These are, then, the very gypsies of gypsies in India. .They are thieves, fortune-tellers, and vagrants. But whether they have or had any connection with the migration to the West we can not establish. Their language and their name would seem to indicate it; but then it must be borne in mind that the word Rom, like Dom, is one of wide dissemination, Dūm being a Syrian gypsy word for the race. And the very great majority of even English gypsy words are Hindi, with an admixture of Persian, and not belonging to a slang of any kind—as in India, churi is a knife, nãk the nose, balia hairs, and so on, with others which would be among the first to be furnished with slang equivalents. And yet these very gypsies are Rom, and the wife is a Romni, and they use words which are not Hindoo in common with European gypsies. It is therefore not improbable that in these Trablūs, so called through popular ignorance, as they are called Tartars in Egypt and Germany, we have a portion at least of the real stock. It is to be desired that some resident in India would investigate the Trablūs.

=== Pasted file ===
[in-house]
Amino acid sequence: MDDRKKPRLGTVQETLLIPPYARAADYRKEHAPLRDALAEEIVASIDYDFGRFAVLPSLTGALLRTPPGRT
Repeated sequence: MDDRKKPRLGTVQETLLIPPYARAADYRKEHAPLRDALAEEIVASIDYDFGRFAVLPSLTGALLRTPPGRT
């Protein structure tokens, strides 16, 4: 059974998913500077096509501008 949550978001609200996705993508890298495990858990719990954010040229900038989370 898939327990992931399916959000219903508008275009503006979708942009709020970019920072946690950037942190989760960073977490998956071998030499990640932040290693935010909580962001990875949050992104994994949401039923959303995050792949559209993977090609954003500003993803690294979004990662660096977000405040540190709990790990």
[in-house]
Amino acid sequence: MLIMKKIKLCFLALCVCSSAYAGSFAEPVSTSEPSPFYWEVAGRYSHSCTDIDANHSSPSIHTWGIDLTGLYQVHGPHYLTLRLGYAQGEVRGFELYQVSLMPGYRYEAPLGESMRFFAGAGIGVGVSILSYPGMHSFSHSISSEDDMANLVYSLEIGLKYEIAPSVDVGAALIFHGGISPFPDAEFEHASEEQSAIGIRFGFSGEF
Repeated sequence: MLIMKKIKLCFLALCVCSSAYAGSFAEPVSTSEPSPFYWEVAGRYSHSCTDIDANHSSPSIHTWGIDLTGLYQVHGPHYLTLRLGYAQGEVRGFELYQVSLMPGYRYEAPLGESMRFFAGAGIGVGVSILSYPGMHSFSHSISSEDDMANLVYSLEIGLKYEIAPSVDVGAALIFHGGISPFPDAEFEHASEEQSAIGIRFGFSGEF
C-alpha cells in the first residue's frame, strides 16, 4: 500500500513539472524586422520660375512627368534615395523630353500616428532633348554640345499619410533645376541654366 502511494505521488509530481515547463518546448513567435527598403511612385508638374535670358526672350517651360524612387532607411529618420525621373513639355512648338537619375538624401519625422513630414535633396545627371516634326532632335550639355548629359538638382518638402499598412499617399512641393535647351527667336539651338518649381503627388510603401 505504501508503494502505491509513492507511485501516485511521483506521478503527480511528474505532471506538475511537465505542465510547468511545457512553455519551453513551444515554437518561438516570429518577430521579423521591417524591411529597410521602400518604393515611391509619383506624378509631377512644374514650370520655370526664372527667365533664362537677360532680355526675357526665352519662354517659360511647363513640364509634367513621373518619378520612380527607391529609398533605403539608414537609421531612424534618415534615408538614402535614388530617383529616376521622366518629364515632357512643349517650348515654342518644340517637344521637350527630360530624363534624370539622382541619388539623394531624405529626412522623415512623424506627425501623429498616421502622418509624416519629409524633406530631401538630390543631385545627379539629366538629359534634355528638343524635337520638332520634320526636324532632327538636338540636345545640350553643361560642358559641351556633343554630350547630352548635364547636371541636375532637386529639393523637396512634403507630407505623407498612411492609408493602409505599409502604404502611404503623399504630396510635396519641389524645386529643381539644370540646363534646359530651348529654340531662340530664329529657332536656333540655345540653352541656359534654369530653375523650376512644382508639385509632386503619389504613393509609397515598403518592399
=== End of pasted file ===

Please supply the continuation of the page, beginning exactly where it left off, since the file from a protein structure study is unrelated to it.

Next to the word Rom itself, the most interesting in Romany is Zingan, or Tchenkan, which is used in twenty or thirty different forms by the people of every country, except England, to indicate the gypsy. An incredible amount of far-fetched erudition has been wasted in pursuing this philological ignis-fatuus. That there are leather-working and saddle-working gypsies in Persia who call themselves Zingan is a fair basis for an origin of the word; but then there are Tchangar gypsies of Jāt affinity in the Punjaub. Wonderful it is that, in this war of words, no philologist has paid any attention to what the gypsies themselves say about it. What they do say is sufficiently interesting, as it is told in the form of a legend which is intrinsically curious and probably ancient. It is given as follows in "The People of Turkey, by a Consul's Daughter and Wife," edited by Mr. Stanley Lane Poole, London, 1878: "Although the gypsies are not persecuted in Turkey, the antipathy and disdain felt for them evinces itself in many ways, and appears to be founded upon a strange legend current in the country. This legend says that, when the gypsy nation were driven out of their country and arrived at Mekran, they constructed a wonderful machine to which a wheel was attached." From the context of this imperfectly told story, it would appear as if the gypsies could not travel farther until this wheel should revolve: "Nobody appeared to be able to turn it, till, in the midst of their vain efforts, some evil spirit presented himself under the disguise of a sage, and informed the chief, whose name was Chen, that the wheel would be made to turn only when he had married his sister Guin. The chief accepted the advice, the wheel turned round, and the name of the tribe after this incident became that of the combined names of the brother and sister, Chenguin, the appellation of all the gypsies of Turkey at the present day," The legend goes on to state that, in consequence of this unnatural marriage, the gypsies were cursed and condemned by a Mohammedan saint to wander for ever on the face of the earth. The real meaning of the myth—for myth it is—is very apparent. Chen is a Romany word, generally pronounced Chone, meaning the moon, while Guin is almost universally rendered Gan or Kan. Kan is given by George Borrow as meaning sun, and we have ourselves heard English gypsies call it kan, although kam is usually assumed to be right. Chen-kan means, therefore, moon-sun. And it may be remarked in this connection that the Roumanian gypsies have a wild legend stating that the sun was a youth who, having fallen in love with his own sister, was condemned as the sun to wander for ever in pursuit of her turned into the moon. A similar legend exists in Greenland and the Island of Borneo, and it was known to the old Irish. It was very natural that the gypsies, observing that the sun and moon were always apparently wandering, should have identified their own nomadic life with that of these luminaries. It may be objected, by those to whom the term "solar myth" is as a red rag, that this story, to prove anything, must first be proved itself. This will probably not be far to seek. If it can be found among any of the wanderers in India, it may well be accepted, until something better turns up, as the possible origin of the greatly disputed Zingan. It is quite as plausible as Dr. Miklosich's derivation from the Acingani—Ατσίγανοι—"an unclean, heretical Christian sect, who dwelt in Phrygia and Lycaonia from the seventh till the eleventh century." The mention of Mekran indicates clearly that the moon-sun story came from India before the Romany could have obtained any Greek name. And, if the Romany call themselves Jengan, or Chenkan, or Zin-gan, in the East, it is extremely unlikely that they ever received such a name from the Gorgios in Europe.—Saturday Review.